Launched in 2008 by Stanford graduates Maxim Faldin and Kamil Kurmakaev, Wikimart had the initial ambition of creating a Russian analog of eBay. Heavily funded by major U.S. investment funds, the startup has now become a major marketplace offering its own products alongside nearly 2 million items from 1,500 third-party merchants.
In this interview, Faldin comments on the latest developments in the Russian e-commerce industry — from Heverest.ru’s bankruptcy to the new attitude of venture investors — and reveals a piece of Wikimart’s growth strategy, which includes the launch of a new cross-border trade business and possibly an IPO after 2016.
In March, you began searching for investors for your fourth round of financing. Have you been in contact with Western funds?
Yes, both Western and Russian. The story about how Western funds are going to be skeptical about Russia because of Crimea isn’t true. In the past few weeks, I asked managing partners of five well-known Western funds outright. I was only told at one of the funds that Russia has been put on hold. The rest said they’re “still in the game.”
In the now-bankrupt sporting goods e-store Heverest.ru, they say that Western investors reduced the volume of investment in Russian e-commerce even before Crimea.
Western investors did reduce investment beginning in 2010, as they have become more selective. No major new players on the Russian electronic commerce market have appeared since then. Lamoda and Enter were the last new ones, and they emerged at the beginning of 2011. That’s because people realized that the sector is capital-intensive and skill-intensive. It takes a lot of money, and even so money doesn’t do it all. Heverest.ru [online retailer of sporting goods launched by Fastlane Ventures in 2011] is a classic case of a company with internal systemic problems making a supposedly objective decision that what is happening on the market will not allow it to develop further.
Isn’t your investor Tiger Global Management (TGM) prepared to make further investments in Wikimart?
What makes you think that? They are. But they already have 50 percent of the company and they want to bring in financial partners. There is no sense in TGM increasing its stake alone. What do they need 60 percent or 70 percent for? But that’s not a problem because now there are a lot of Russian investors ready to invest $10 million, $20 million, or $30 million in Russian electronic trading. [Editor’s note: AFK Sistema and MTS have just invested $150 million in Ozon.] As a rule, those are people who have never invested in e-commerce before or in the Internet at all. They are very interested in so-called alternative assets, because real estate, natural gas, and all those other things they had been investing in are looking less and less attractive.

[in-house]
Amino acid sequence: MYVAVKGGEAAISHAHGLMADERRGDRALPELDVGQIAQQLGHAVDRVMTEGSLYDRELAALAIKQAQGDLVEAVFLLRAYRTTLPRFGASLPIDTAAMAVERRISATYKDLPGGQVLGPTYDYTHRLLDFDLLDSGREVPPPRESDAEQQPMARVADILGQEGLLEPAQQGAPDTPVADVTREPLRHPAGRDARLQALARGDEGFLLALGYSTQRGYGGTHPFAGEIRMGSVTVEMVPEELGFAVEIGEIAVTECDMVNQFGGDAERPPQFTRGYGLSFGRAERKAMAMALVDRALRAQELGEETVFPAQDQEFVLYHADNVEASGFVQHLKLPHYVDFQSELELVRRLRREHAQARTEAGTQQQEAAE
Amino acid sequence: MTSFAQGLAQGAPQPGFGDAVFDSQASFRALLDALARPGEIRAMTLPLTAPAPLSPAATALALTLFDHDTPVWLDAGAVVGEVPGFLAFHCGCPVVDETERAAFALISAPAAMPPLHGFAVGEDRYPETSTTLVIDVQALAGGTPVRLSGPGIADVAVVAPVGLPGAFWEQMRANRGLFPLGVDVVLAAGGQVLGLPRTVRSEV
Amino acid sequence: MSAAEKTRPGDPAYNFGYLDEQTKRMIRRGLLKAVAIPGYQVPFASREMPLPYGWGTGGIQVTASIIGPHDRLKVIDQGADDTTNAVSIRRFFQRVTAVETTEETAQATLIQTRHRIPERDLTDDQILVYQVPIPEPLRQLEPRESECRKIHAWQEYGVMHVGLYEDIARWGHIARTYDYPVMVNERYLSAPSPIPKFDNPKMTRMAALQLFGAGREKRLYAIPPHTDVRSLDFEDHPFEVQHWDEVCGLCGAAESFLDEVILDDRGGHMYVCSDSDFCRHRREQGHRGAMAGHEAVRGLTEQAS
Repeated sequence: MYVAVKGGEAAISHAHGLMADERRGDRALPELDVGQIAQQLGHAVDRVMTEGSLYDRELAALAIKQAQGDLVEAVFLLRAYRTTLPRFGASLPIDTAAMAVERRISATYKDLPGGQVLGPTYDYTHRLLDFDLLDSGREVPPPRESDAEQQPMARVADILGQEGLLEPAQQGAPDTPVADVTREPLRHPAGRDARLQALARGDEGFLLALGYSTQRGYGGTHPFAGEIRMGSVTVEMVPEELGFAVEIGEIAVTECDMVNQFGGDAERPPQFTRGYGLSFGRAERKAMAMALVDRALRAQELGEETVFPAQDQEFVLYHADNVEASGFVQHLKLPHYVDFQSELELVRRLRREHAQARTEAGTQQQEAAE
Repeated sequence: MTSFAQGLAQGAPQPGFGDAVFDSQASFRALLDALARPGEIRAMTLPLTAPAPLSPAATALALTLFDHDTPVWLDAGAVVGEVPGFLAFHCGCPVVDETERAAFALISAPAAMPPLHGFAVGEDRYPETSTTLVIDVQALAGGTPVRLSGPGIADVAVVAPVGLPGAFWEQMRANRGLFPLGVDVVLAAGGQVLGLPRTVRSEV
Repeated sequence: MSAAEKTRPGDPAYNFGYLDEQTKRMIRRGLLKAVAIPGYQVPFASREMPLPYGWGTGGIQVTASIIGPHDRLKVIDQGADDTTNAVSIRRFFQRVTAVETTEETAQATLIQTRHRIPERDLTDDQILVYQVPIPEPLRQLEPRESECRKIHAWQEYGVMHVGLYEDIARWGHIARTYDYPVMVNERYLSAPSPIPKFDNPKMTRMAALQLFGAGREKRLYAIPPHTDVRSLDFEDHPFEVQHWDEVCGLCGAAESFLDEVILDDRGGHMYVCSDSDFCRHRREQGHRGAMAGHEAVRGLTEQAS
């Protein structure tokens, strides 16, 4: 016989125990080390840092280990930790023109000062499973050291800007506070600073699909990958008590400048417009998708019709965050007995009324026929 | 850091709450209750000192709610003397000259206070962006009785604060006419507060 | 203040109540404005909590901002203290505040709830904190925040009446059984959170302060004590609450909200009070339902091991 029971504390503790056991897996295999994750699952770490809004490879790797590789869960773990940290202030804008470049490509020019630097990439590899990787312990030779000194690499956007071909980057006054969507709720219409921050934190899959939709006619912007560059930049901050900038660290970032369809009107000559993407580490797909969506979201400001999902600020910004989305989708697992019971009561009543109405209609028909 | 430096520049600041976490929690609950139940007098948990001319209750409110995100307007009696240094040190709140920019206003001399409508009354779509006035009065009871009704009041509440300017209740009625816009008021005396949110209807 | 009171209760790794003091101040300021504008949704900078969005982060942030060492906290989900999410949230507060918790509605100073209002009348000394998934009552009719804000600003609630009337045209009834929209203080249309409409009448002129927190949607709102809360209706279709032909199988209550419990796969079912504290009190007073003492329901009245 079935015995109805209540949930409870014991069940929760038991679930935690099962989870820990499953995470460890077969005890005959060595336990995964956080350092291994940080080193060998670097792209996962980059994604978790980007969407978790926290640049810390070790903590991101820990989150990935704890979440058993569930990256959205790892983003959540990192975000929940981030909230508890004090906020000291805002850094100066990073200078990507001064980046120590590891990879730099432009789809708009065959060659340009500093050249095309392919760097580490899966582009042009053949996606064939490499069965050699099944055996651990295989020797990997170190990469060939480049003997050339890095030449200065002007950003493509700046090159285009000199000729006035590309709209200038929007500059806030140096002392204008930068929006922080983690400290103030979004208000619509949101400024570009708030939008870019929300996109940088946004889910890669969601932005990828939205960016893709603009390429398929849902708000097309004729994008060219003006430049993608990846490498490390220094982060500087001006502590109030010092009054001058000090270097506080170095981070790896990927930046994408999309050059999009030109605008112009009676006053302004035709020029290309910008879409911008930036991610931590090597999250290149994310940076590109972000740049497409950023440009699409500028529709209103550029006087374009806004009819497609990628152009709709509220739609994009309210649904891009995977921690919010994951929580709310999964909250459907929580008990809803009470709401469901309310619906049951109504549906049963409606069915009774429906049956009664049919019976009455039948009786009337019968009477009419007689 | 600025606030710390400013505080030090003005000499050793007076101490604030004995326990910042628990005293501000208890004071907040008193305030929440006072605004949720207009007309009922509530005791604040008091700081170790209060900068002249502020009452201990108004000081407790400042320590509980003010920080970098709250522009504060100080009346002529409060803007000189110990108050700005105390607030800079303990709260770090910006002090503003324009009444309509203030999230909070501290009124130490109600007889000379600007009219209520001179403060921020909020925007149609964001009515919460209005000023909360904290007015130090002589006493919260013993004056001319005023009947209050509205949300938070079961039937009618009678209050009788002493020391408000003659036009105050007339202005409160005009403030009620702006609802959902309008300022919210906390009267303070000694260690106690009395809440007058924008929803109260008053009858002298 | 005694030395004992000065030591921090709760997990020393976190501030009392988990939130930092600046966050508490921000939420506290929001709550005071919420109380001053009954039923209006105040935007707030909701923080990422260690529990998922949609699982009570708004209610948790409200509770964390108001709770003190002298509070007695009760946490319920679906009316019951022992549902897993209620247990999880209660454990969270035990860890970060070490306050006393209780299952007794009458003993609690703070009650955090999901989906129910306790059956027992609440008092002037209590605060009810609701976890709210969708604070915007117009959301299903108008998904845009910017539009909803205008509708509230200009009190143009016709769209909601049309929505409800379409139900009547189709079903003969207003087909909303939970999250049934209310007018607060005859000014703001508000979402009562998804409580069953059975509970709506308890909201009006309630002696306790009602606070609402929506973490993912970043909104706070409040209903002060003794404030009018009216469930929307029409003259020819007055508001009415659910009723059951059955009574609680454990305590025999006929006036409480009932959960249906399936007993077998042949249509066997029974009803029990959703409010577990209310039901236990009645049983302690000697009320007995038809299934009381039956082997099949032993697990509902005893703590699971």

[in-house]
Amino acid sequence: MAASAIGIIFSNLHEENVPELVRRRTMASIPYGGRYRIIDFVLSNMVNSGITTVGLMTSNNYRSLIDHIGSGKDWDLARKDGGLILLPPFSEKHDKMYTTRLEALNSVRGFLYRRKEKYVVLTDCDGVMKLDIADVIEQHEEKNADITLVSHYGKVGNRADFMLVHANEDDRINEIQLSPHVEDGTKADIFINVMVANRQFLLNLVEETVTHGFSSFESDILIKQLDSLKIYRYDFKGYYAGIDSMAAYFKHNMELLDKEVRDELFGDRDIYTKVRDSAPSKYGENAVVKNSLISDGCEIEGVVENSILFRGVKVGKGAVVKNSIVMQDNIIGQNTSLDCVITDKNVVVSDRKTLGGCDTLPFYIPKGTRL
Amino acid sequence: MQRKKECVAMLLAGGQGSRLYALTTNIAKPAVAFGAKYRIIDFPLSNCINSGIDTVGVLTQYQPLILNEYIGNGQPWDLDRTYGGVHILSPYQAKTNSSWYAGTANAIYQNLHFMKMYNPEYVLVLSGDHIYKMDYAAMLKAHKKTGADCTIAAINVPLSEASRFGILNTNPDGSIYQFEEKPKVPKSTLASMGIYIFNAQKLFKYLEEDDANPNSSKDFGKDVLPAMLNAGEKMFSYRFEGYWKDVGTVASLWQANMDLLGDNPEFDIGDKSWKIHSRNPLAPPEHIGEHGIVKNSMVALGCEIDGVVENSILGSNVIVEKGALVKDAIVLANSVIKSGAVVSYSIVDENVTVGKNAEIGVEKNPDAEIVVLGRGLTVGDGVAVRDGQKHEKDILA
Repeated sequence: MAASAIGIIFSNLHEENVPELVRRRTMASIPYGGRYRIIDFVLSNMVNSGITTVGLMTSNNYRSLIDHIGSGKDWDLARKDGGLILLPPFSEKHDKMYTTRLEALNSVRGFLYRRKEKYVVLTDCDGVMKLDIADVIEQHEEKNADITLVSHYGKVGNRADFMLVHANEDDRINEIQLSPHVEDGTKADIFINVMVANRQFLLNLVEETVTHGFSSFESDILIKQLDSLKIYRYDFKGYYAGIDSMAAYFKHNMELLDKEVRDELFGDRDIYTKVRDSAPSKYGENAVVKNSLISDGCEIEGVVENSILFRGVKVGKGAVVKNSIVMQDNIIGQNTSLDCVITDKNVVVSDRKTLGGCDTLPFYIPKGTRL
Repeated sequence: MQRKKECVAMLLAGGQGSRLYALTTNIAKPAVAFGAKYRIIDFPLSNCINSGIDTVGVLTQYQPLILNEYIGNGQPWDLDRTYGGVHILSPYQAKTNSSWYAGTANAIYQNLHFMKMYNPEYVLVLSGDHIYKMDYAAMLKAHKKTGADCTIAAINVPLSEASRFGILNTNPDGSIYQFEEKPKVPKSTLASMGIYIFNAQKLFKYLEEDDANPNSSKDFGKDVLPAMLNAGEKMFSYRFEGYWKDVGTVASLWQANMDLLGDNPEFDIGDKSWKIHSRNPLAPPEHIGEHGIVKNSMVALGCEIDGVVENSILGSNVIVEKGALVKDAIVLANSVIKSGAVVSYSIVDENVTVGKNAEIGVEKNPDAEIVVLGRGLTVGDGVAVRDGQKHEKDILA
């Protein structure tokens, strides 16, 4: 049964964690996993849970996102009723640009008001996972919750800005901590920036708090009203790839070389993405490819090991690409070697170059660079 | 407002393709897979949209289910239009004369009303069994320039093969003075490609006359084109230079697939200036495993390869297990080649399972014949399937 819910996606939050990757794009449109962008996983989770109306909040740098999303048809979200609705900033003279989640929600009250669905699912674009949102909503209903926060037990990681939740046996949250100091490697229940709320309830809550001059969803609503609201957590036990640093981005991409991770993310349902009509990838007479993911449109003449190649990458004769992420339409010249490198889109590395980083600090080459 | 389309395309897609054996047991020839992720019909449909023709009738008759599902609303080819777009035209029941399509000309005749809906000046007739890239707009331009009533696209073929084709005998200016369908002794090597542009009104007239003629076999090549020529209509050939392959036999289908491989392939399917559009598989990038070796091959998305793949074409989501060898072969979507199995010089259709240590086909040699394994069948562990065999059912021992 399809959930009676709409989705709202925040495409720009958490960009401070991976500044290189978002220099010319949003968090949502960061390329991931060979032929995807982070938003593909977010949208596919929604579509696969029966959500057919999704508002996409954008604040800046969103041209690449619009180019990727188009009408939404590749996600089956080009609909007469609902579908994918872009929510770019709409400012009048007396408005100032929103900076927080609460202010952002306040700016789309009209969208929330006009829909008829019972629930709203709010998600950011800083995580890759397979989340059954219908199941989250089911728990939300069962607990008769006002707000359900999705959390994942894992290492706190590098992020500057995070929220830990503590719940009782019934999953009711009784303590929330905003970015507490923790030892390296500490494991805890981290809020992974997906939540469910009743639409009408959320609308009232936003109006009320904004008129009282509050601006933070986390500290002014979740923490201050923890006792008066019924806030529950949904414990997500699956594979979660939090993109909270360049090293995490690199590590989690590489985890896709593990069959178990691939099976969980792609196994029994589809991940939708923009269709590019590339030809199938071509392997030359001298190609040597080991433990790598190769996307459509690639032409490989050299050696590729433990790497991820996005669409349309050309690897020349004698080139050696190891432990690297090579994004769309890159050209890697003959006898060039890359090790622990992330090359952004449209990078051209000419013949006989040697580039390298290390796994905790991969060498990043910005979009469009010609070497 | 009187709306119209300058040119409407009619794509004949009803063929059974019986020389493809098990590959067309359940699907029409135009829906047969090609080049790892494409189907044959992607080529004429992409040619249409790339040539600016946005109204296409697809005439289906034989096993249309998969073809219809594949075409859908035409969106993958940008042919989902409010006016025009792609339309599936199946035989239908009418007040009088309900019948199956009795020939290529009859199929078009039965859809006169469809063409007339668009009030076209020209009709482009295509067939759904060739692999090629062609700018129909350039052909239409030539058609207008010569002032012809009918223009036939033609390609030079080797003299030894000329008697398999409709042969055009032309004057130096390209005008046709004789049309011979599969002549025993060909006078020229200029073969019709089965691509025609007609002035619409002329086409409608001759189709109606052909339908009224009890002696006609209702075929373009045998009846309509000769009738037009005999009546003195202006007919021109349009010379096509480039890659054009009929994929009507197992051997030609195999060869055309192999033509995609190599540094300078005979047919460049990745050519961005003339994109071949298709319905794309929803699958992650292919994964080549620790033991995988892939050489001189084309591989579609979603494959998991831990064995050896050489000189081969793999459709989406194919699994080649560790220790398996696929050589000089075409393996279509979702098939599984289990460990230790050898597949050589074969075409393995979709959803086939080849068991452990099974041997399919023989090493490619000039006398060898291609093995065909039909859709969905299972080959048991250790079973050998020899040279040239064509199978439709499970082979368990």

How do you envision further developments in financial terms?
We talk more than enough about 2018, with the idea that the company will hold an IPO after 2016. We calculate that 2015 will be our first operationally profitable year. In 2016, we will have stable profit, a fast growth rate, and high volume.
How do you plan to manage your investments?
Russia has the most fragmented e-commerce market I know of. Wikimart, for example, now has just 1 percent of the market now. Ozon.ru has about 2-2.5 percent of the market. There are only two ways to consolidate it: Increase your share, or buy other players. Both of those will happen. Retailing is a cruel world, and many are forced to close or sell out. Today, we are growing three times faster than the market [editor’s note: more than 25 percent in 2013] and, in a year or two, we will start buying. This is what you will see: large-scale consolidation after the end of 2015. We should be in very good shape in this situation, and have capital.
What about the development of your own Internet store?
Wikimart is a hybrid model. In addition to being a marketplace where goods from 1,500 third-party stores are offered, we are growing our own sales (35 percent of total sales; it will be 50 percent by the beginning of next year). Cross-border sales are a third dimension that remains for us to create. [Editor’s note: this cross-border business was initially planned for start in Q1 2014.]
What will this third part look like ?
It will look like this: We will make an agreement with European producers and distributors and ship their goods to a warehouse rented by us in Latvia, from which we will deliver them to buyers in Russia. For customers, nothing major will change. We sell mainly imported goods already. The change will be that we elimate the Russian middlemen — distributors. We call that the third part of Wikimart because it is a new, large-scale project for us. A lot of money will have to be spent on it — up to $5 million just for the European project. Then we will create a comparable logistical chain in China for Chinese goods. Now we are creating a test structure for the Chinese project with eBay. We will begin cross-border trading in full force in 2015.
Editor’s note: Faldin’s remarks on the readiness of Western business to continue investing in Russia reflects only a part of the whole. While some have confirmed their interest in the country, others exhibit more reluctance. Their reasons range from a generally risky assessment of the Russian market, to specific concerns about co-investing along with Russian funds — which could potentially affect the startup if the Russian co-investor happened to be linked, in any way, with persons or organizations targeted by the recent sanctions. Moreover, both Western and Russian investors tend to favor Russian startups that have global potential, worrying that the Russian market’s potential might be too small. True, this last argument hardly applies to Russian e-commerce.
This post comes from East-West Digital News, VentureBeat’s partner in Russia.
This story originally appeared on www.ewdn.com.